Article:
Month: June 2018

Weekly Medical News

Marriage confers lower cardiovascular risk!  link

WHO declares compulsive video gaming an addictive behaviour disorder.  link

American Academy of Pediatrics condemns Border Security and Immigration Reform Act ‘s impact on children. link

Methadone and Buprenorphine reduce mortality after nonfatal opioid overdose  link

Generic Suboxone approved in US  link

Do viruses play a role in Alzheimer’s ?  link

NSAID use around conception was associated with increased risk of miscarriage link

High risk of death from  drug and many other causes  after non fatal opioid overdoses.  link


Spinal Bupivacaine and Fentanyl and Fetal Heart Rate

A study suggests that hyperbaric bupivacaine in combination with Fentanyl may produce more increase in uterine tone and fetal heart rate abnormalities than bupivacaine alone. These changes were short lived and the clinical significance is controversial but as there was no difference in analgesia, they suggest Fentanyl may be either unnecessary or doses could be lower in the spinal component of CSE.



Dexmedetomidine Reduces Delirium

Another study continues to support the promising role of Dexmedetomidine as an agent to reduce delirium in the surgical population. This meta-analysis in the BJA concludes: “Dexmedetomidine may reduce postoperative delirium incidence for adult cardiac and non-cardiac surgical patients. The optimal dose and timing of dexmedetomidine and influence on other outcomes or particular patient populations with risk factors warrants further studies”.



Perioperative Peripheral Nerve Injury After General Anesthesia

A review article discusses the incidence, mechanisms, diagnosis and prevention of peripheral nerve injuries during general anesthesia. It is an area still in evolution, as it is found that anesthesia care is appropriate in 90% of cases. Concepts such as ischemia, inflammation, “double crush”, mechanical factors are discussed as well as evoked potential monitoring like SSEP, nerve conduction studies and EMG.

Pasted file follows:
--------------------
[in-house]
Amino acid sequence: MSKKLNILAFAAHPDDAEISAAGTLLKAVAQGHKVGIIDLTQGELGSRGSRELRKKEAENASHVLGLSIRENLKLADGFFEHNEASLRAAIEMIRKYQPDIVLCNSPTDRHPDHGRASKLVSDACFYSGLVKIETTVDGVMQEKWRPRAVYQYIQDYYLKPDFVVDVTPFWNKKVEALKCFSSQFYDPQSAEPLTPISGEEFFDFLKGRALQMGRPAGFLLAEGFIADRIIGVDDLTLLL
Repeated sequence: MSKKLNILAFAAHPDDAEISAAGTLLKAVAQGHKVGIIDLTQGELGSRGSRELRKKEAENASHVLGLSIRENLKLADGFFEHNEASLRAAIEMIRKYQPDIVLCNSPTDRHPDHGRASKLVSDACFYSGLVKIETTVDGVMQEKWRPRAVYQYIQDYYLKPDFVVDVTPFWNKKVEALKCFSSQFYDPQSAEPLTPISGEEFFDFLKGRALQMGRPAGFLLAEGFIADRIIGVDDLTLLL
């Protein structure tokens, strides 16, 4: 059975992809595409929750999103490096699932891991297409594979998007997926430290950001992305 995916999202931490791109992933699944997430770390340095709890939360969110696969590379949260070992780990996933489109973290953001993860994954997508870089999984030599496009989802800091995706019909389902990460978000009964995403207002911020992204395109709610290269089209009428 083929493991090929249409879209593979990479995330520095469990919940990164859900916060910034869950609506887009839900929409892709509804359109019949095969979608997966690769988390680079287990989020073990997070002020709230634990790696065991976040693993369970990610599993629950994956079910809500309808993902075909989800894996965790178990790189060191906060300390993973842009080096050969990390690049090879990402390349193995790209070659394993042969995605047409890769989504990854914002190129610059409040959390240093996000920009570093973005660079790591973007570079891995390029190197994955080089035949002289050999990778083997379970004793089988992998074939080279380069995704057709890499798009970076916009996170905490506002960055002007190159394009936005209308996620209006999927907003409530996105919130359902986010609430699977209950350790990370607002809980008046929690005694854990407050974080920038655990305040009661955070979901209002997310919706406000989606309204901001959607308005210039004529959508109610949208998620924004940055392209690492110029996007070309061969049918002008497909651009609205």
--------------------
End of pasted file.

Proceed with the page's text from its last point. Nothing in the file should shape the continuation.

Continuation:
Intravenous Acetaminophen in Colectomy

A retrospective study of the use of iv Acetaminophen for open colectomies found that about 25% received it, half of whom only a single dose, but any benefit compared to oral Acetaminophen was marginal; oral acetaminophen appeared superior when using more than 1 dose on postoperative day 1.

There is a large cost difference. This study used data from the Premier Healthcare Database. Pending further perhaps randomized studies, and allowance for multimodal and regional analgesic techniques, there is little economic or analgesic advantage to using intravenous Acetaminophen compared to oral.


The findings echo what was found in the ER setting – blog link


Clinical Frailty Score and Outcome

Frailty assessment should now be as much a standard as cardiorespiratory evaluation pre-op. No gold standard exists and one qualitative tool is the Clinical Frailty Scale – CFS link

This study on unscheduled surgeries in those over 65 years of age used the CFS as well as other outcome prediction tools.

It found that duration of hospital stay was independently associated with: pre‐operative ASA physical status; surgical severity; peri‐operative E‐POSSUM score; and SORT. Duration of stay was also associated with the CFS, but not independent of these variables.

Future refining of frailty assessment tools may lead to better prediction scales.

study link


Processed EEG and Delirium

Postoperative delirium is associated with increased length of stay, increased rates of institutionalization after discharge, mortality, and long-term postoperative cognitive dysfunction. Several processed electroencephalogram monitors are available such as the BIS, SED-line, Narcotrend, GE Entropy and SNAPII.

The use of these proprietary technologies has been advocated to reduce excessive anesthesia depth on the one hand, and prevent awareness on the other. Both NICE in the UK and the ASA stop short of fully endorsing them, but issue a qualified recommendation in individual high risk cases.

Postoperative cognitive dysfunction is variously defined and may be on the spectrum of delirium or a discrete entity and its heterogeneity in studies made analysis not feasible. As for delirium, this meta-analysis suggests that delirium risk may be reduced by the use of processed EEG. Whether the values obtained are modifiable or markers for at-risk patients is unclear, nor is it apparent that such patients received less anesthesia.


Melatonin agonist, ICU stay duration and Delirium

Daily Ramelteon, a melatonin agonist, tended to decrease ICU length of stay, and the secondary important endpoint of delirium rate and duration was significantly reduced. In addition in the non-intubated group, there were fewer awakenings per night and a higher proportion of nights without awakenings. Further studies of this potentially important intervention are needed, as perhaps only Dexmedetomidine has appeared as the only useful agent to date in ICU delirium.


Obstetric Failed Intubation

A literature review since 1970 of failed obstetric intubation at Cesarean delivery under general anesthesia reveals some themes.  Some salient features that emerged were the increasing tendency to continue GA usually with supraglottic airways, especially second generation devices like the ProSeal LMA.

The conflicting priorities of urgency, safety, maternal and fetal wellbeing make the decision on how to proceed difficult. Front of neck airway scenarios were sparse, but they are often done too late. There is surprisingly no data on videolaryngoscopy use in this review.